Price adjustment clauses: a useful tool in times of economic uncertainty

A price adjustment clause is a contractual provision that allows the parties to adjust the contract price, often in response to certain trigger events.

They are important to ensure that a contract remains commercially viable for the parties given that the prevailing financial, commercial and economic conditions that exist at the time a contract is formed often change throughout its term.

Contractual price adjustments are generally triggered by factors which affect the value of the contract price or the price of the seller’s input costs. For a seller, the inability to pass these costs down to the buyer can expose them to business risk and damage their profitability. On the other hand, a buyer who is subject to such pass-through costs might find its own profitability adversely affected. This is why it is important to clearly define the price adjustment mechanisms in a contract so that the parties have transparency and can assess the contract risk presented by price adjustment clauses at the outset.

Here are a few things to consider when negotiating a price adjustment clause:

1. What can trigger a price adjustment and how are they calculated?

The first step in drafting a price adjustment clause is to define what circumstances will allow a party to vary the contract price. One of the most common triggers is a change in the inflation rate over a specified period. Others include changes in exchange rates, increases in the cost of raw materials or increases in the supplier’s production costs.

In any event, the triggering event should be clearly and objectively defined, as should the method for calculating the related price adjustment. For example, if a price adjustment clause allows for the contract price to be increased if there is an increase in the inflation rate, the clause should state that the price can only be increased by the percentage increase in such inflation rate and no more. Equally, the contract may cap the total percentage by which the price can increase in a specified period (e.g. no more than 5% per year).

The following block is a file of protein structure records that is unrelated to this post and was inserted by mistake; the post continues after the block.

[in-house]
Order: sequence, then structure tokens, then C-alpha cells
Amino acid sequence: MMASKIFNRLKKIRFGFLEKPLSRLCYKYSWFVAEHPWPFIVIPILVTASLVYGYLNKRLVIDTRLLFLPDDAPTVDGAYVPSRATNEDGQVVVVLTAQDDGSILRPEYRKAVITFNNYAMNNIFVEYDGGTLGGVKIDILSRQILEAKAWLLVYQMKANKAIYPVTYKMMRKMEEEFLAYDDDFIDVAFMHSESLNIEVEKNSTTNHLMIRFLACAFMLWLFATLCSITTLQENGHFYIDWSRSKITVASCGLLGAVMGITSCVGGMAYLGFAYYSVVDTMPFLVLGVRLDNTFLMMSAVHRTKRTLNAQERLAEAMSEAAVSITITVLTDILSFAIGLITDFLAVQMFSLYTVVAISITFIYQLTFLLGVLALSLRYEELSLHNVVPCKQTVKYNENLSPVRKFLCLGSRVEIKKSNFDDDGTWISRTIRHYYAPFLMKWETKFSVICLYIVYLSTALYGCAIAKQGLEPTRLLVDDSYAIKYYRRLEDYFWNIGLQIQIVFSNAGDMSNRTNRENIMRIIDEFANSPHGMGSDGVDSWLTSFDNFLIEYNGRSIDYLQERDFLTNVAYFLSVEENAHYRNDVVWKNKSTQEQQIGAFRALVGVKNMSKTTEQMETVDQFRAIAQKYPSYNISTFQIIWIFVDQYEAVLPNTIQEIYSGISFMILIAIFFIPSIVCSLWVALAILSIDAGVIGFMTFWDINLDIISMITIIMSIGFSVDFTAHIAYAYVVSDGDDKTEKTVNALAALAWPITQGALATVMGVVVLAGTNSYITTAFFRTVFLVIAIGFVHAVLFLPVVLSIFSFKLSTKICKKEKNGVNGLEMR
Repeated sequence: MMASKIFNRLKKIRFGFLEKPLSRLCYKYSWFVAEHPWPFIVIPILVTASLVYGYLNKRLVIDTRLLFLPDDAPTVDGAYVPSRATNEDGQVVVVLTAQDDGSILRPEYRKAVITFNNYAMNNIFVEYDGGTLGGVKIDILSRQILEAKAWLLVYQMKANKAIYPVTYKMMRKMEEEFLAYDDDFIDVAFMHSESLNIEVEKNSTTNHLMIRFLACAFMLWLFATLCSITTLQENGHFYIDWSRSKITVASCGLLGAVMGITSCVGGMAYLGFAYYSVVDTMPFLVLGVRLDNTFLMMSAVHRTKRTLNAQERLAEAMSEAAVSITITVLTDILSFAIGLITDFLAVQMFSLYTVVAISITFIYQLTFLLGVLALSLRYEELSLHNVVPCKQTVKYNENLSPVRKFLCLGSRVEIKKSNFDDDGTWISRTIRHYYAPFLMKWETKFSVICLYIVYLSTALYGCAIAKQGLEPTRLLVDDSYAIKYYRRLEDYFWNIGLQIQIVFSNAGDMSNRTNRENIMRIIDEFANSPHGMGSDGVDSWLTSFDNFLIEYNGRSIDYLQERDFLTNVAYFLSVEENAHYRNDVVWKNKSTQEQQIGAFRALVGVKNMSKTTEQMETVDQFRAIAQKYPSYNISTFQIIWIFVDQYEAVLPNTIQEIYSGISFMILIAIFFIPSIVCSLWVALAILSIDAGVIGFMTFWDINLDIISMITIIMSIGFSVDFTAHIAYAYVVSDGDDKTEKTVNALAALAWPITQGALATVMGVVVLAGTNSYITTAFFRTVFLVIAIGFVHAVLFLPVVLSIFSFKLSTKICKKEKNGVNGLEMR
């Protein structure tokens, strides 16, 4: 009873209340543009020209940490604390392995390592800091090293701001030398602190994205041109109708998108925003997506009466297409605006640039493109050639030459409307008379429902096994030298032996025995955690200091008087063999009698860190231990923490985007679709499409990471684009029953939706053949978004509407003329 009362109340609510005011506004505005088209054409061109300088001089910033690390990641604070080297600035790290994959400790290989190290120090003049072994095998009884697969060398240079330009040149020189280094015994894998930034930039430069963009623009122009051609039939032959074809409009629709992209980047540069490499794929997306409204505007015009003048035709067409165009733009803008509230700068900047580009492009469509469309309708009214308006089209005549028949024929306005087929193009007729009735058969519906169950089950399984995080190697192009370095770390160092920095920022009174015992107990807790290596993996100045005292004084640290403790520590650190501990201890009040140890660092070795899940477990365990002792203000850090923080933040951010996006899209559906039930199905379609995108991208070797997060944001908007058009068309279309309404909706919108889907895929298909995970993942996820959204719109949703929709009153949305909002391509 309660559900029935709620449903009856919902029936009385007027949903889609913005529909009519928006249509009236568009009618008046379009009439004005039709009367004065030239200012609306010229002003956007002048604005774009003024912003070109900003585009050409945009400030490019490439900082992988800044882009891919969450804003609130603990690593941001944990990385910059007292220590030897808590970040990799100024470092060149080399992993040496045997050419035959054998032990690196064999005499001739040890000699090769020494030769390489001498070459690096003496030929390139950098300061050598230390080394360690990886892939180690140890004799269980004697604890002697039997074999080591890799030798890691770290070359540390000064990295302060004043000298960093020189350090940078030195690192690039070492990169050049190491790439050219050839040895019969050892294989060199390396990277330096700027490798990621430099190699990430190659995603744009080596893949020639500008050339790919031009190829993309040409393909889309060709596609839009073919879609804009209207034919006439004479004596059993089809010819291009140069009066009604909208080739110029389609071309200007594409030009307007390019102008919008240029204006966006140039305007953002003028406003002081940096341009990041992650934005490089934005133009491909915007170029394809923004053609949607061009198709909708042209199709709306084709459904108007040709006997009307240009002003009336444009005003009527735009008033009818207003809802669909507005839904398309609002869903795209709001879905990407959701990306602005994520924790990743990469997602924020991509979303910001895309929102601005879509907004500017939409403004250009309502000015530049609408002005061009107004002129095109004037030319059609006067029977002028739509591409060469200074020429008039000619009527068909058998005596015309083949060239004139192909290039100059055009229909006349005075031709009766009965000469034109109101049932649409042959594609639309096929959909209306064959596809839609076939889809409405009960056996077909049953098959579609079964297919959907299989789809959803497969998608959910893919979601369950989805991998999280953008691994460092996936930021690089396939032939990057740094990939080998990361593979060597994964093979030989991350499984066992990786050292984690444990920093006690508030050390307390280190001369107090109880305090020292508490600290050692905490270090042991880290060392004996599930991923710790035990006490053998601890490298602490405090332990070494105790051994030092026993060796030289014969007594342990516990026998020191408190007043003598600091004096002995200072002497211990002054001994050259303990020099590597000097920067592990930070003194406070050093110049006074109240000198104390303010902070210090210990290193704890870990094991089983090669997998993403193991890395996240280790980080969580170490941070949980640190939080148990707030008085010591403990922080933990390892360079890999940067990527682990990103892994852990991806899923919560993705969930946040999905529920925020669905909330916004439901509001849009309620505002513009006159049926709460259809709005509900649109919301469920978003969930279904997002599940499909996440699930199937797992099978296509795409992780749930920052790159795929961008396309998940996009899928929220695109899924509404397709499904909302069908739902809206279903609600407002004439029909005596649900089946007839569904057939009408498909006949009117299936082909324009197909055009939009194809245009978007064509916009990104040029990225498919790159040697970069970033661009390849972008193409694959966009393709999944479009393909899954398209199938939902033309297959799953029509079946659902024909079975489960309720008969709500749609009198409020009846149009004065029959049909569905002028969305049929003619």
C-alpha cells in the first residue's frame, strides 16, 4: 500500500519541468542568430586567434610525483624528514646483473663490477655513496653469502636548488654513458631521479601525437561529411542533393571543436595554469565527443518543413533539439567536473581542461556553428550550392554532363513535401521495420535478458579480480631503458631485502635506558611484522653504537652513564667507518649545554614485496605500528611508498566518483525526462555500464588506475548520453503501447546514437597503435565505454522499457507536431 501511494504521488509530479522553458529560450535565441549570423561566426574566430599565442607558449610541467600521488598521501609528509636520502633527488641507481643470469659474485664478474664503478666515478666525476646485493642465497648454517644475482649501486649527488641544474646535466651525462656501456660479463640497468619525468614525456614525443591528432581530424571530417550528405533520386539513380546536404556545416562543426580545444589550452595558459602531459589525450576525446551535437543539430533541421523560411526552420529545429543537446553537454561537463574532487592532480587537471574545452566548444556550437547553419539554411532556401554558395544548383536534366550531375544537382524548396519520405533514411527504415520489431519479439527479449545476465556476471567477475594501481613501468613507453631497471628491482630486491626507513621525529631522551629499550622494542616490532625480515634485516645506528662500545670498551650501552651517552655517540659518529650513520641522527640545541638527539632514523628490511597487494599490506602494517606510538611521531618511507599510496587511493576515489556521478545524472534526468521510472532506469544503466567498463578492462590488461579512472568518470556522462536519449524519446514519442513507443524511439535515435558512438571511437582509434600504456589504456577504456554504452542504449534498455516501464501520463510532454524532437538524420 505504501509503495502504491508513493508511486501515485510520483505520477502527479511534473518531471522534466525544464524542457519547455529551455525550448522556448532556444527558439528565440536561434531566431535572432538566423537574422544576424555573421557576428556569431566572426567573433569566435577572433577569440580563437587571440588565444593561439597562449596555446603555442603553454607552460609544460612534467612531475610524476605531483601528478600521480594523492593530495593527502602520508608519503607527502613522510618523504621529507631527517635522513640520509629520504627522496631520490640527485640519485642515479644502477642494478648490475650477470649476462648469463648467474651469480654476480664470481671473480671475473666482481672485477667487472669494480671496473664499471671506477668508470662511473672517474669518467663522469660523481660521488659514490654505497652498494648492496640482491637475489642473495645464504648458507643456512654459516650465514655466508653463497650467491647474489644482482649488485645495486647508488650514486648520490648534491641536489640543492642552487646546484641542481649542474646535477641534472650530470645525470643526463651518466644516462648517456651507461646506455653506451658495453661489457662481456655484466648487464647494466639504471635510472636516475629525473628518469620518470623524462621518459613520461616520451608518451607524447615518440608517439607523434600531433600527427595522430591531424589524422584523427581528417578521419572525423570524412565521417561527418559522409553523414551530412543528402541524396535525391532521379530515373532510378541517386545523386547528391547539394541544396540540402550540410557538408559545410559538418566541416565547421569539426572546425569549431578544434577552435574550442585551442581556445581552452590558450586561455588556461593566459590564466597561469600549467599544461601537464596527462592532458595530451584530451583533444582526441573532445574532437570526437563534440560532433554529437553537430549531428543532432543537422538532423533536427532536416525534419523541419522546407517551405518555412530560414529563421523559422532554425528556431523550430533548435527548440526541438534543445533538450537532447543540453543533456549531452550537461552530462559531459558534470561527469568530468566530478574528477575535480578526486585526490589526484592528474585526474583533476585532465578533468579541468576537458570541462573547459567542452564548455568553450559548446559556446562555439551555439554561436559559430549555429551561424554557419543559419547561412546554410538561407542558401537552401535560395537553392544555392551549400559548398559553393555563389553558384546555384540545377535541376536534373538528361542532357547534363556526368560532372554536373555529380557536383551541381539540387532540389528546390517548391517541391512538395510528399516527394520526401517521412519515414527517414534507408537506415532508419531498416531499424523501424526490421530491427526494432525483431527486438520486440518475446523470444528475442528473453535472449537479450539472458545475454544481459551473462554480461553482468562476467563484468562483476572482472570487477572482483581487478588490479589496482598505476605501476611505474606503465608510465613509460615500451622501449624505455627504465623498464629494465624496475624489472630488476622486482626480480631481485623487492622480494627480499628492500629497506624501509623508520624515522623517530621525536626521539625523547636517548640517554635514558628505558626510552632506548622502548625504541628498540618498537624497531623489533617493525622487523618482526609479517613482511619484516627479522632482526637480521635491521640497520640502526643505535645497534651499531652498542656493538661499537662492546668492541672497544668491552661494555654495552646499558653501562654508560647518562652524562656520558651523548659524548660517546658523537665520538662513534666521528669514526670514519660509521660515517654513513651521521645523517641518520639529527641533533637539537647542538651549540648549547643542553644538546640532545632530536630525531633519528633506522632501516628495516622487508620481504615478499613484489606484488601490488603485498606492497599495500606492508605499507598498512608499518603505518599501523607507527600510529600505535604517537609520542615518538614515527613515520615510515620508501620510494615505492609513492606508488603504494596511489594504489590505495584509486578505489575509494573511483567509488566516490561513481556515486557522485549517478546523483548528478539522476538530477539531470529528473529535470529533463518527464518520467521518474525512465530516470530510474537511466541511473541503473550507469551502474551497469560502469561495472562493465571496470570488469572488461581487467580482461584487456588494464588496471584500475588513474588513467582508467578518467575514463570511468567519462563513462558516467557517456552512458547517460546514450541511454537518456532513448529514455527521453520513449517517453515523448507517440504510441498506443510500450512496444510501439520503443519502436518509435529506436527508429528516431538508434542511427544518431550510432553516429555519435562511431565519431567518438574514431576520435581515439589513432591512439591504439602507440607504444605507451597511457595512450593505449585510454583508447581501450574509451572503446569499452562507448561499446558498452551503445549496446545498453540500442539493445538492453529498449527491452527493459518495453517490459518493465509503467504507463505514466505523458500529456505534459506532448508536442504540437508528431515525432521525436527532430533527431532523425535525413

2. How often can a price adjustment occur?

In addition to defining the events which can trigger a price adjustment, the contract should also set out how often a price adjustment can occur. This allows for greater transparency between the contracting parties and allows the buyer to know exactly when a price increase can occur so that they can factor the additional expense into their budget for the upcoming year.

The most common frequency for price adjustments is on an annual basis but ultimately it is for the parties to determine.

3. In what direction can the price be adjusted?

Many price adjustment clauses allow for the price to be increased in response to certain triggers but make no provisions for the price to be decreased. This is generally beneficial for the seller but not so much for the buyer. It is arguable, for example, that if the buyer allows the seller to increase the price where the seller incurs an increase in its cost of production, the buyer should get the benefit of a decrease in the price where the seller gains a decrease in its cost of production. Therefore, a buyer might be more inclined to want a price adjustment clause to go both ways, allowing for decreases if the market conditions provide for it.

If you would like any further information on incorporating price adjustment clauses into your contracts, please speak to a member of our Commercial Team who will be happy to help.

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